CHICAGO – A religious group set up a DVD player and TV set at a downtown holiday bazaar to show a movie trailer depicting the birth of Jesus after the city dropped an objection to the display.
The city initially disapproved of the showing of promotional clips from "The Nativity Story" at the traditional German Christkindlmarket because it represented paid advertising that could offend non-Christians.
The TV was in a padlocked wooden booth between a menorah and the Islamic crescent symbol Wednesday morning, but the bazaar was closed.
Attorney Kevin Greenwood, who in the late 1980s clerked for a judge who ruled the menorah could be displayed in the plaza, stopped by to see if the menorah was still there. He said the movie trailer was out of place.
"If you want to express your religious beliefs with some kind of symbol, that's one thing. But if you want to promote a movie, that's commercial," said Greenwood, 50, of New Lenox.
New Line Cinema had agreed to pay $12,000 to Christkindlmarket organizers to continuously play the movie trailer at the bazaar.
Responding to the city's concerns, the organizers and movie studio canceled their deal.
But an organization called Civil Liberties for Urban Believers, representing a group of Chicago churches, obtained a city permit Tuesday to show the movie trailer at its own display at the bazaar, said the group's spokesman, Thomas Ciesielka.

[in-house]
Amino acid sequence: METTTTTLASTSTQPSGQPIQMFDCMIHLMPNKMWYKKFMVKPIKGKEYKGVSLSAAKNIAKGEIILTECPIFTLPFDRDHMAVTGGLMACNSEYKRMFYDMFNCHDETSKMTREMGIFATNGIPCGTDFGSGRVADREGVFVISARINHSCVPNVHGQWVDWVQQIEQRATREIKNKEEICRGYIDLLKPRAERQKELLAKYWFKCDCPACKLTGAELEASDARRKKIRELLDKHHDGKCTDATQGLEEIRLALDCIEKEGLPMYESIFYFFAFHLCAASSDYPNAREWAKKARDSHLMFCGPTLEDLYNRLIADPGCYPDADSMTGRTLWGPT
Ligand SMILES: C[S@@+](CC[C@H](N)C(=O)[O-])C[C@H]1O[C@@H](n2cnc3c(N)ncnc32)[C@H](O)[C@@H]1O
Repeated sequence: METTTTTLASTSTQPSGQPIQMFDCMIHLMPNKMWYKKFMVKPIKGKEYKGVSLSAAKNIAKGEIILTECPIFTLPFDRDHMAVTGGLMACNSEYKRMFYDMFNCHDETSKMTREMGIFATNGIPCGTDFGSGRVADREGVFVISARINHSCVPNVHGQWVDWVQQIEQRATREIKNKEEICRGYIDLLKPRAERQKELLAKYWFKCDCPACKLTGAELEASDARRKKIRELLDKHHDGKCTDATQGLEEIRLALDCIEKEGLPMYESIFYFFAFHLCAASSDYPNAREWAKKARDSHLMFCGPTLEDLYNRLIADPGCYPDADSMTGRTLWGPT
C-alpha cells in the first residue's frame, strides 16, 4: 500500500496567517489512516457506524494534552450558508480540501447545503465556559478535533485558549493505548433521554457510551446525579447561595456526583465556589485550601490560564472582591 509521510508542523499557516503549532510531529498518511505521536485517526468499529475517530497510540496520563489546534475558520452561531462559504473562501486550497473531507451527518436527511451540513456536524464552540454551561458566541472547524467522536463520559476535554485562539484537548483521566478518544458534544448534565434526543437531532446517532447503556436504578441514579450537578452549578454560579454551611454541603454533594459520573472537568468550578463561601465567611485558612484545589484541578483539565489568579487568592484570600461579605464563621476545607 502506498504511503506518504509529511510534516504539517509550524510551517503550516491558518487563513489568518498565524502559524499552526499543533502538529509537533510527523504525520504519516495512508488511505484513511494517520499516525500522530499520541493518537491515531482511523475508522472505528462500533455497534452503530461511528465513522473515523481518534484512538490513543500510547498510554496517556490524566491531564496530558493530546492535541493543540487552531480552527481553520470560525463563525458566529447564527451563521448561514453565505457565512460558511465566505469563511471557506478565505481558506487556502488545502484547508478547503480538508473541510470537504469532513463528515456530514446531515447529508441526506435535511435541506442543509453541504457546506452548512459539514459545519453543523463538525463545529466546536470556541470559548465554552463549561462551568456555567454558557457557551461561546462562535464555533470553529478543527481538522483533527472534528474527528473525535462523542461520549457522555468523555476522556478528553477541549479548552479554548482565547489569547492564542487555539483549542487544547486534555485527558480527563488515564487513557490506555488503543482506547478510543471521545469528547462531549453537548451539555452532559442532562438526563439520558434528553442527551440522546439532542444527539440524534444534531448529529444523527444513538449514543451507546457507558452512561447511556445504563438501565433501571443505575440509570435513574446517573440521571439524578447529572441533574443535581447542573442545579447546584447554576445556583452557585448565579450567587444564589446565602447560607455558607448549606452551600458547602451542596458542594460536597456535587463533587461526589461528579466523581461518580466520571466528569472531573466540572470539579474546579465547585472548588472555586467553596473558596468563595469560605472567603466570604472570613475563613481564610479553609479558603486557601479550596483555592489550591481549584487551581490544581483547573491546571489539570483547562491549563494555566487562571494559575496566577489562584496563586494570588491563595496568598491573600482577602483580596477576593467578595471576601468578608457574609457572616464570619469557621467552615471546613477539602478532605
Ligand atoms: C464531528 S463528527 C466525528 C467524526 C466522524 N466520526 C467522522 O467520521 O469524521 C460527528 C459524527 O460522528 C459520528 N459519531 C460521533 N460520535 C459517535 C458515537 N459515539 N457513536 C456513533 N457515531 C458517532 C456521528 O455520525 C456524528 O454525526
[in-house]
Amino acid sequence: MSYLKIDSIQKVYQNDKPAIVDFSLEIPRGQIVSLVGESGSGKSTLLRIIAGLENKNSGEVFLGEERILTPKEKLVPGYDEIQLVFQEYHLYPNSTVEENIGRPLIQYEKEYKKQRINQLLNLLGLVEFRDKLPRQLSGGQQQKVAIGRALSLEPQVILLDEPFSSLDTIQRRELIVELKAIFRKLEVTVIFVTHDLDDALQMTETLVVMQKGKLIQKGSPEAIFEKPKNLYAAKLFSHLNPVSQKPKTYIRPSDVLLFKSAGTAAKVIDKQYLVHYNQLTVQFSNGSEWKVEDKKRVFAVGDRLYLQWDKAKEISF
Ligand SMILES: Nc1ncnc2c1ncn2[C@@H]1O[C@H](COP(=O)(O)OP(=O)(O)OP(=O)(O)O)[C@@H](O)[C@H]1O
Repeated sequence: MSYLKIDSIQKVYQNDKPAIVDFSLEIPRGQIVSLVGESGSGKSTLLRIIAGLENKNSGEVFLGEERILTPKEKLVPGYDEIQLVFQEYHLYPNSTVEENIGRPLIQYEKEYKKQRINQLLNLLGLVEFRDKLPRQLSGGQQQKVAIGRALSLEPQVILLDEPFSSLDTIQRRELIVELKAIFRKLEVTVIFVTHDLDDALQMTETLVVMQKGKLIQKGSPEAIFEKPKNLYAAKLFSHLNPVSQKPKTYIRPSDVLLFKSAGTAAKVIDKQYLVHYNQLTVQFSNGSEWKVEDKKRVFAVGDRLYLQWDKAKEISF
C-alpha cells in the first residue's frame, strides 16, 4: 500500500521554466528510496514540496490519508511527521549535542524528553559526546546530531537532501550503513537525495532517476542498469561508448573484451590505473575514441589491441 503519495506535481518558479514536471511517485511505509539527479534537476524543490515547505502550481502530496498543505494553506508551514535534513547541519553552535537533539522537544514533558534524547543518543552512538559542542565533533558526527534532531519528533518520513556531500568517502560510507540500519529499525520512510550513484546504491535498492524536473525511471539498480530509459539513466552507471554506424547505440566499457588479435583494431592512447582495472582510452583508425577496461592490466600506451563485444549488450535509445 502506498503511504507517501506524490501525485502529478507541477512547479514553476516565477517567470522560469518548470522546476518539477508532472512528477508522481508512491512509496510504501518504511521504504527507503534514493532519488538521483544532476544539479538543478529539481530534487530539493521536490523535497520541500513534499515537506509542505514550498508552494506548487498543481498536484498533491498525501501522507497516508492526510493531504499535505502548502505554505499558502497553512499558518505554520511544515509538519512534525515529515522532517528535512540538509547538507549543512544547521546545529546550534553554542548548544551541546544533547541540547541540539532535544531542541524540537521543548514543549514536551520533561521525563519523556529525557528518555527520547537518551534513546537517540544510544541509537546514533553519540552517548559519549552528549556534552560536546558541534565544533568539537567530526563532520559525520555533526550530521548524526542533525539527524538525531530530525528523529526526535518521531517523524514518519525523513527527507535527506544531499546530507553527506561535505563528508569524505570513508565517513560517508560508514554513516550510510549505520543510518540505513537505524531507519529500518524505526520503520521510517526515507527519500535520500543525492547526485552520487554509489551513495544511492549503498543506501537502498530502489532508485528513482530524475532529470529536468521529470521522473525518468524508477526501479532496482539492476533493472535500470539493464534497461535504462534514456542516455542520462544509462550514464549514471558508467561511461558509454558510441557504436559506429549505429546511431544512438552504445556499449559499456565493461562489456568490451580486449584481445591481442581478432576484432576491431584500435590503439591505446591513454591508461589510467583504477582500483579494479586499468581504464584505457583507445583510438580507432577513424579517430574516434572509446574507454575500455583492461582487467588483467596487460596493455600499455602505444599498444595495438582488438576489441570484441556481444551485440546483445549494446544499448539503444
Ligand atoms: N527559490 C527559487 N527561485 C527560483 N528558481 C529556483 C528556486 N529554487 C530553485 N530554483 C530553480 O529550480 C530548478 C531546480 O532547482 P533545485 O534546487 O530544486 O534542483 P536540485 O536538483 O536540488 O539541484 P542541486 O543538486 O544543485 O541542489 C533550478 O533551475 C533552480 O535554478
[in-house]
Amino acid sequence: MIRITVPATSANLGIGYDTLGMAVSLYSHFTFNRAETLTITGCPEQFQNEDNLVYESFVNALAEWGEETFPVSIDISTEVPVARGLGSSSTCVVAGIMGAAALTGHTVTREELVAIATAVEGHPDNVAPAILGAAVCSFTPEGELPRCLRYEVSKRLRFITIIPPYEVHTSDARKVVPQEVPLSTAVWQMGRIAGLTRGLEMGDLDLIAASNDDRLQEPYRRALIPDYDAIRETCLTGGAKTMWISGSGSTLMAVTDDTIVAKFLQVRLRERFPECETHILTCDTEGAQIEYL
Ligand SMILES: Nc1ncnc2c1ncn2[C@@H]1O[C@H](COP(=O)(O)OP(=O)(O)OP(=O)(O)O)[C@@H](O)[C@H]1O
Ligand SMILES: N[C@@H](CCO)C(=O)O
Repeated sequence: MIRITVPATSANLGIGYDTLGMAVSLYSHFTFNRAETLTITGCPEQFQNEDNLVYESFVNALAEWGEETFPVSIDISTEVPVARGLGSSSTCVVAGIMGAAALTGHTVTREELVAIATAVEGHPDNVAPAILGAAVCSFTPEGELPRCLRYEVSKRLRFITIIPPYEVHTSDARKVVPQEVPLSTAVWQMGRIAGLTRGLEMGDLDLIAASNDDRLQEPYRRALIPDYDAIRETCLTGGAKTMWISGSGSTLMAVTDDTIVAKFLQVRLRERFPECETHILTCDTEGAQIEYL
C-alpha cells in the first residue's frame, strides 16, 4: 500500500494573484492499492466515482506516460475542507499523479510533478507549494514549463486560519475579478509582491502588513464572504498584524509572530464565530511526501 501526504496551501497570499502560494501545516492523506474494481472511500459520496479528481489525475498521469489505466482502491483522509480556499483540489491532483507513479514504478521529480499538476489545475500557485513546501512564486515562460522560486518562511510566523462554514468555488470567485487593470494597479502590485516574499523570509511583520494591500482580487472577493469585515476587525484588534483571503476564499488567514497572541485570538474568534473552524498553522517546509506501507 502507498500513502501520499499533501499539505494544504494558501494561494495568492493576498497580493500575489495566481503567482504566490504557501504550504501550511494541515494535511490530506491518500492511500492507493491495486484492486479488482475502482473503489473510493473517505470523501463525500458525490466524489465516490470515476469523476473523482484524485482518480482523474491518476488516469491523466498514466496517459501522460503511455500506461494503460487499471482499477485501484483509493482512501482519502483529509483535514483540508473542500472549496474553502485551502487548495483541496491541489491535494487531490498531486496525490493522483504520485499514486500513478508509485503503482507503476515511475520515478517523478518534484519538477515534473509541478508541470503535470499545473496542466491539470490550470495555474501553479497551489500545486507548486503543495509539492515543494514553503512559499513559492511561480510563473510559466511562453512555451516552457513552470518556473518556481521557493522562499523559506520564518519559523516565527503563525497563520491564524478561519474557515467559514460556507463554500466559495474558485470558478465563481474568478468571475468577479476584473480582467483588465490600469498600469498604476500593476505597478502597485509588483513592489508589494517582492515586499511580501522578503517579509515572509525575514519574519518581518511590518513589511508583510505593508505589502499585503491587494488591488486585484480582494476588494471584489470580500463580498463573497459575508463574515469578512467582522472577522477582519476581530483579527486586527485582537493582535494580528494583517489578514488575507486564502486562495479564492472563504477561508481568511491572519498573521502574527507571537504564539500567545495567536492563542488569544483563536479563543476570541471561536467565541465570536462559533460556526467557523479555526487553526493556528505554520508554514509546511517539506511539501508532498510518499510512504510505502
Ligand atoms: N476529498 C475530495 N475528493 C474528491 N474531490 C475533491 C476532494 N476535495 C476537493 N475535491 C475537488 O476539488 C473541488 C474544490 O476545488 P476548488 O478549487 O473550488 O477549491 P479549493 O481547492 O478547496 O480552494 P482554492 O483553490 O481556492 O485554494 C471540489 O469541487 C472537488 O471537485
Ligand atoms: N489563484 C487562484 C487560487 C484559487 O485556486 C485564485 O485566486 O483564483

Ciesielka said his group was able to secure a permit because its display isn't commercial. The city risked violating religious speech statutes if they denied the request, he said.
Cindy Gatziolis, a spokeswoman for the city's office of special events, said she could provide no information on the decision.
New Line Cinema, a unit of Time Warner Inc., has provided no money to the church group or the bazaar, said Christina Kounelias, executive vice president of the film company.
She said the original decision to cancel the trailer was "probably well-intentioned."
"In an effort to be politically correct they behaved incorrectly," she said Tuesday.
Around the country, Christmas displays on public property have become an annual source of contention, forcing elected officials to approach them cautiously.
Last week, 14 plastic Christmas trees were restored at Seattle-Tacoma International Airport after officials received assurances they wouldn't be brought in to court. The trees had been removed because a Jewish rabbi threatened to sue over the lack of a menorah in the airport's holiday display.